This collection illustrates the expansiveness of an interdisciplinary approach to the study of sport. While rooted in anthropology, these essays consider American sports in their social, economic, cultural and political aspects, charting their evolution. The book draws from history, sociology, and political science; as well as considering the relationship between the developed and developing world; and culture and masculinity.
The first part of the book considers the local and global interplay of professional baseball, covering:
The second part of the book is concerned with the cultural examination of the responsiveness of masculinity to social and cultural forces, examining:
This book was previously published as a special issue of Sport in Society
1 Introduction, 1.2 The phenomenon and its main parameters; 1.3 The topography of a drainage area; 1.4 Modeling the phenomenon; 2. The classical representation of the sediment transport; 2.1 The representation of the flow; 2.2 The classical bed load theories; 3 Turbulence and the statistical aspects of the sediment transport; 3.1 The incipient motion; 3.2 Statistical bed load models; 3.3 Transport in suspension; 3.4 The total sediment transport; 3.5 Critical remarks; 4 Saturation and asymptotic states; 4.1 Sediment transport as a dynamical process; 4.2 Hypotheses of extremum principle; 4.3 The expanded description of grass; 4.4 Limitations; 5 Problematic issues; 5.1 Assumptions and consequences of rheological nature; 5.2 Non-local properties of the flow field; 5.3 Non-linear processes; 6 Scales; 6.1 The river as a system and its hydrological scales; 6.2 The scaling of the turbulent flow; 7 Roughness and roughness elements; 7.1 Similarity consideration in the Range of constant wallshear stress; 7.2 Sand roughness; 7.3 d-roughness; 7.4 Real roughness; 8 Flow-separation, topology and vortical dynamics; 8.1 Flow separation; 8.2 Basics in topology; 8.3 Separation bubbles; 8.4 Vortex tubes and vortex interactions; 9 Fine-sand dynamics; 9.1 Stable beds and incipient motion; 9.2 Sediment stripes as a bed form; 9.3 The arrowhead like bed forms; 9.4 The ripple formation; 9.5 Dunes of fine-sand; 9.6 Antidunes; 10 Mixtures of medium grain sizes; 10.1 Armoring; 10.2 Turbulence dominated sediment transport; 10.3 Sediment transport dominated by separation; 10.4 Induced secondary flows; 10.5 Bed forms due to sorting effects; 11 Gravel beds; 11.1 Transport processes on gravel beds; 11.2 Separation versus turbulence; 11.3 Bed forms in gravel beds; 11.4 Complexity and outlooks; 12 Data and strategies to calculate sediment transport; 12.1 The input parameters; 12.2 Coherent structures; 12.3 Turbulent flows; 12.4 Flow with separations; 12.5 Suspended load; 12.6 The significance of experiments for the simulations; 13 Literature; 14 Appendix; 14.1 Albert Einstein's letter of recommendation for his son; 14.2 Tables; 14.3 Graphs; 14.4 Symbols; 15 Subject Index
Over the past ten years, the study of mobility has demonstrated groundbreaking approaches and new research patterns. These investigations criticize the concept of mobility itself, suggesting the need to merge transport and communication research, and to approach the topic with novel instruments and new methodologies. Following the debates on the role of users in shaping transport technology, new mobility research includes debates from sociology, planning, economy, geography, history, and anthropology.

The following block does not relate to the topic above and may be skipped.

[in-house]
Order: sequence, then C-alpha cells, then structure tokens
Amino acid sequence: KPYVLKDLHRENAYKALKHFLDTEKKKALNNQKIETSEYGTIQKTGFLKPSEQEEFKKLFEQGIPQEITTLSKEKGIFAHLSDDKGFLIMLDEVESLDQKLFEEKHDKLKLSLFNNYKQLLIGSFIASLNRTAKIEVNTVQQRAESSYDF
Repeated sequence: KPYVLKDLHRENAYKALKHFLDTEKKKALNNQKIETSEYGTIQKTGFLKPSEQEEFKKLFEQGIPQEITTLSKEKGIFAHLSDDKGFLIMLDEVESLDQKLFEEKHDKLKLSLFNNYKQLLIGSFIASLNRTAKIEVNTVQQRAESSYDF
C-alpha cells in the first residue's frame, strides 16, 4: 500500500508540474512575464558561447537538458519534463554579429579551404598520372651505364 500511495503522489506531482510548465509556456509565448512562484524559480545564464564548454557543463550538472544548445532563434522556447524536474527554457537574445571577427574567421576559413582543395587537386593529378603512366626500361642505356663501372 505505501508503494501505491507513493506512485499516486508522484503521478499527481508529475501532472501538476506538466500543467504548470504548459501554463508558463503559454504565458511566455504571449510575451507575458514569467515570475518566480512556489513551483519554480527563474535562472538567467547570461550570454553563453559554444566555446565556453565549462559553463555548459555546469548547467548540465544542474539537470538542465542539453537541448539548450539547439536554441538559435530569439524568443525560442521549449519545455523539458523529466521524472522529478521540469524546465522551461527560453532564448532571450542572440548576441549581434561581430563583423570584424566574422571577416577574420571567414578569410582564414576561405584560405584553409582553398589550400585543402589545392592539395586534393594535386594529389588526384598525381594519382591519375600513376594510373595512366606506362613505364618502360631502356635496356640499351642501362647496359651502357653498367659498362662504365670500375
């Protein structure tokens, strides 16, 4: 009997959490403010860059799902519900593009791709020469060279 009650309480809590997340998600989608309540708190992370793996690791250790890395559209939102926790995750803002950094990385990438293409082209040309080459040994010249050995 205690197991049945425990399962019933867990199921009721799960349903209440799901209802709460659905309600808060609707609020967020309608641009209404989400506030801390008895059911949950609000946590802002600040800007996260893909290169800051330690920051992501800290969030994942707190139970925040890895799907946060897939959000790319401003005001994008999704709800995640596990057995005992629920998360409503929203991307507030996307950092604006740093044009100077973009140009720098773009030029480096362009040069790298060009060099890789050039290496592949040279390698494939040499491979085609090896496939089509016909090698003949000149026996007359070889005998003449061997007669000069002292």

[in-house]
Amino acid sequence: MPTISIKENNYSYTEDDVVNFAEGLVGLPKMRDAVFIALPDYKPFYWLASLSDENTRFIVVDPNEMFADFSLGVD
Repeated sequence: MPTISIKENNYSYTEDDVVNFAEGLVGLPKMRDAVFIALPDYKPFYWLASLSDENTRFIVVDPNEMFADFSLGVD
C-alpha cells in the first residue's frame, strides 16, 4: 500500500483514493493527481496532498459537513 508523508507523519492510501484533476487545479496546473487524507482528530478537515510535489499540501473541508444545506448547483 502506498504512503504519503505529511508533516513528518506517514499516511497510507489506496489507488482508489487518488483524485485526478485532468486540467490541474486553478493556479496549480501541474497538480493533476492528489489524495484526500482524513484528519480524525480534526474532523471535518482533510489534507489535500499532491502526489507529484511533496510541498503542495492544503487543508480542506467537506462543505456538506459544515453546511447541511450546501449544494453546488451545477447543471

This edited volume examines how users, policy-makers, and industrial managers have organized and continue to organize mobility, with a particularly attention to Europe, North America, and Asia. Taking a long-term and comparative perspective, the volume brings together thirteen chapters from the fields of urban studies, history, cultural studies, and geography. Covering a variety of countries and regions, these chapters investigate how various actors have shaped transport systems, creating models of mobility that differ along a number of dimensions, including public vs. private ownership and operation as well as individual vs. collective forms of transportation. The contributions also examine the extent to which initial models have created path dependencies in terms of technology, physical infrastructure, urban development, and cultural and behavioral preferences that limit subsequent choices.
A Companion to Dental Anthropology presents a collection of original readings addressing all aspects and subdisciplines of the field, from its "roots" and evolution through to the latest scientific research. Essays are contributed by over 30 scholars and practitioners from a variety of dental anthropology specialties and subfields, who reveal their expertise and share their latest research results. Following an introduction to dental anthropology, the chapters cover topics relating to dental evolution and the human dentition; dental growth, development, and histology; morphometric variations in populations and individuals; dental health and disease; and a group of final readings pointing to new directions in dental anthropological research. A Companion to Dental Anthropology is an essential resource for all aspects of the complex biology of teeth.
Originally published in 1992, this book discusses a contemporary growth in environmental awareness, reflected in an increasing concern about the pollution caused by motor cars.The author considers the problem of congestion bringing traffic to a halt in the major cities and the increasingly controversial nature of contemporary transport planning. Professor Dimitriou provides a thorough and incisive contemporary analysis and suggests some appropriate solutions for the future.